If you read Dean's "America's Hundred Thousand" he says that there were many reports of the high roll rates exhibited by the Corsair but only scanty test data available about that roll rate. The Corsair was a continual work in progress and unlike many other WW2 AC the later models always had better performance than the early models. In Guyton's book, there were many, many test flights to improve the Corsair's roll rate. I don't doubt Guyton's statement about the one second-180 degree roll but that was probably under optimum conditions( light fuel load, no guns or ammo, no external stores, best direction to roll) and I would not expect the operational Corsairs to be able to do that well. However, there are many reports about the beautiful ailerons of the Corsair. I rolled an L39 twice at 250 knots TAS. It's published roll rate is >300 degrees/second @ 250 knots and I don't doubt it.
The Corsair was eventually fitted with boost tab ailerons, as was the P-38.
This would increase the rate of roll.
I've heard the Corsair was one of the better rollers, matching Fw190.
A lot of that also depends on airspeed and stick force.
The stick force on the late Corsairs was light even at high speeds and the control force about all axis was very well modulated, according to Linnekin in "80 Knots to Mach Two."
The very late Corsairs ... F4U-5 and later, didn't make WWII and the F4U-4 didn't fully equip even one Naval squadron until 4 months before the end of the war. So, the bulk of F4U Corsairs used in WWII were F4U-1 models, with the 85° - 90° per second roll rate. Improved versions , with much hgher roll rates, showed up at or after the end of the war.

I added this simply because Francis is trying to do a simulation and might as well use the values that were true for the bulk of the war, and maybe allow faster speeds and roll rates only when the date is later than an introduction date for such an improvement for a specific type.
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A Soviet evaluation gave the He-100 their highest rating for aileron effectiveness. I suspect it rolled very well but have not seen any numbers for roll rate. That data must exist somewhere.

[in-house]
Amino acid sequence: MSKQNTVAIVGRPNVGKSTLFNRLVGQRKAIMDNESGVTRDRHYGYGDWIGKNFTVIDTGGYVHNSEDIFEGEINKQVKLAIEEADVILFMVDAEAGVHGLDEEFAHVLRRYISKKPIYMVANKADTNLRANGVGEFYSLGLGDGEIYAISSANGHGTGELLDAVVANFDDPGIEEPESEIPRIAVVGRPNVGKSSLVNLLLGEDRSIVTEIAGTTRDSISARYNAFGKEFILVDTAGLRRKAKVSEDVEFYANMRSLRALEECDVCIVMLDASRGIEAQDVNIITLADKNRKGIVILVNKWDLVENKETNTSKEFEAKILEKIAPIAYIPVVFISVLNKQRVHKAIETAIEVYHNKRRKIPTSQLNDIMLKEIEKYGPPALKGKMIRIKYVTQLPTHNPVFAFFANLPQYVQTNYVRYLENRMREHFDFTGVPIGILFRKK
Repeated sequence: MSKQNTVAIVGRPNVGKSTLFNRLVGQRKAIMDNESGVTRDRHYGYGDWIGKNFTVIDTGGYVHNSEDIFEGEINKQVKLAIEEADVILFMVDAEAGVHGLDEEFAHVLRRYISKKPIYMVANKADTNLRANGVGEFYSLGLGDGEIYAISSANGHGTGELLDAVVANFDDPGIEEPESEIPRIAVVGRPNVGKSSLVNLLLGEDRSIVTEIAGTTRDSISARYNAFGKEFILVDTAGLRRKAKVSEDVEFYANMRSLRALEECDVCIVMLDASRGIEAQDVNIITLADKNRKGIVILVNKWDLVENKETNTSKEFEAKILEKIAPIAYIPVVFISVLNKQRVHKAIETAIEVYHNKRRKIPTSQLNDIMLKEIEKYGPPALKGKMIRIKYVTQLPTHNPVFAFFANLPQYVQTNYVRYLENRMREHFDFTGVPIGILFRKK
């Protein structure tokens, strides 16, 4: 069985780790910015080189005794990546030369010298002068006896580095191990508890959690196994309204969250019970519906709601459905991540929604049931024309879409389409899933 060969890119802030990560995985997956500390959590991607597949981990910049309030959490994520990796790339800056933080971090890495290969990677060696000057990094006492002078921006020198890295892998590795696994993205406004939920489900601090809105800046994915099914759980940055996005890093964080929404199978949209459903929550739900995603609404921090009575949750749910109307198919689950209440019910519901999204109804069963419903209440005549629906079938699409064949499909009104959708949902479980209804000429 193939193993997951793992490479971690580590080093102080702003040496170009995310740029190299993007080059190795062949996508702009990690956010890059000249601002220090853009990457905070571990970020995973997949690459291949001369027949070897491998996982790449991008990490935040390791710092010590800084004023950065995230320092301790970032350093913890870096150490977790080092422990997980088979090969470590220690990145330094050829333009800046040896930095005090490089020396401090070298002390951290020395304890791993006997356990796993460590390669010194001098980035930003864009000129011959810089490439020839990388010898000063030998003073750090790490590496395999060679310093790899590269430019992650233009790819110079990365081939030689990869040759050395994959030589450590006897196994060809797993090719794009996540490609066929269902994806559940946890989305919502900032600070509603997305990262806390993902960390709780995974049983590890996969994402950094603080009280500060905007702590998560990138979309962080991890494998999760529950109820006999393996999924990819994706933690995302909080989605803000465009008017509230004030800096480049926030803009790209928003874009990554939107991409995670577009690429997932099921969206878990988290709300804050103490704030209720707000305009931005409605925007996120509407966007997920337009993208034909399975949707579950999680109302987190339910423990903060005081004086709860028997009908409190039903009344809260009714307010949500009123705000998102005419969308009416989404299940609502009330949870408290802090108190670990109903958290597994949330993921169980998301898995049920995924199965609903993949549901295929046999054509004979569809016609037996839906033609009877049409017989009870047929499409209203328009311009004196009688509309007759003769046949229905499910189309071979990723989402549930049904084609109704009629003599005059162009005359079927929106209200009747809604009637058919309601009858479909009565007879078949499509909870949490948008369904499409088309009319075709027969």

Actually I believe the Corsair which was considered the nicest flying was the F4U4. It was just barely a WW2 fighter. However the improvements that were made on the Corsair, such as ailerons, seat height , landing gear bounce, right wing spoiler, cowl flap actuators, canopies, water injection, etc. were ongoing and not always limited to the latest model to go into production. A four second 360 degree roll was considered quite good in WW2. I believe that comparative tests of an F4U1 and a FW190A4 showed them to be equal in roll.
A couple of notes on your roll rate figures:

Bf 109E versus the Latter Me 109F/G/K. The entire Me 109 series had ecellent roll rates at low/medium speed which reduced at high speed due to aileron stiffening.
However from the Me 109F onwards a new wing with "Friese" ailerons was fitted to reduce the control loads and so the Me 109F/G/K must have had a higher roll rate at speed.

The Spitfire Mk 22 received a new wing structure to increase roll rate since the thin single spar Spitfire wing would twist and tend to reverse the roll under some situations of high speed.

The P-51A had a modest roll rate however from the P-51B on 'internal balancing' was fitted which used pressure from control surface deflection to pressurize a bellows to reduce loads and this aircraft developed a high roll rate. Worked well with the thick laminar profile wings which had space for such things.

P-39 and P-63 had a high roll rate, the P-63 (with laminar profile) probably the fastest US roller of the war, P-40 also had a high roll rate.

Late war Hellcats and Corsairs had geared spring tabs added to reduce control forces improve high speed roll rate (at the expense of low speed roll rate)

The FW 190D-12, a few saw service, received hydraulic boosted ailerons, it was intended to fit this to the Ta 152 as well. The Do 335 also had hydraulic boosted ailerons.

Me 262 and Arado 234 used spring tabs to reduce aileron loads. For their future jets (P.1101, P.1112, Ta 183) the Germans though they might need hydraulic boosted controls.
The Corsair was eventually fitted with boost tab ailerons, as was the P-38.
This would increase the rate of roll.
I've heard the Corsair was one of the better rollers, matching Fw190.
A lot of that also depends on airspeed and stick force.

P-38 received a hydraulic boost assist around 1944, the pilot providing only 18% of the load. The late war US Navy fighters received geared spring servo tabs. The latter are difficult to design as they may cause flutter and tend to cause degradation of low speed roll since the tabs reduce aileron area. The FW 190D-13 (Goetz's Yellow 10) did receive hydraulic boost so 190 and ta 152 roll rate was due for a further climb. This was found when the aircraft was being refurbished and it was realized a D9 wing had been mated incorrectly to the airframe. The He 162 may also have had hydraulic boost.
Some Me109G's/K's had boost tabs on the aileron/elevators/rudder which significantly reduced the pressure needed to move the ailerons/elevators/rudder at high speed.
Some Me109G's/K's had boost tabs on the aileron/elevators/rudder which significantly reduced the pressure needed to move the ailerons/elevators/rudder at high speed.

The balance tab on the rudder of the Me 109 came in with the tall tail , this replaced the rudder horn balance. It was tested as early as 1942 but didn't seem to make it to service till 1944. There is a test report on the Kurfurst site.

The tall rudder balance tab seemed to solve the problem of dangerous rudder over balancing in High Mach dives. I suspect it is the tall tail that lead to reports of Me 109 recovering control from dives earlier than P-51D. Horn balances aren't the best thing for high Mach speeds.

Some Me 109G6, apparently built by WNF, had spring balances on the ailerons and supposedly some Me 109K-4. Little seems to be known of these devices.
Obtained from the Kurfurst Me-109 forum. The original Russian language version is also available.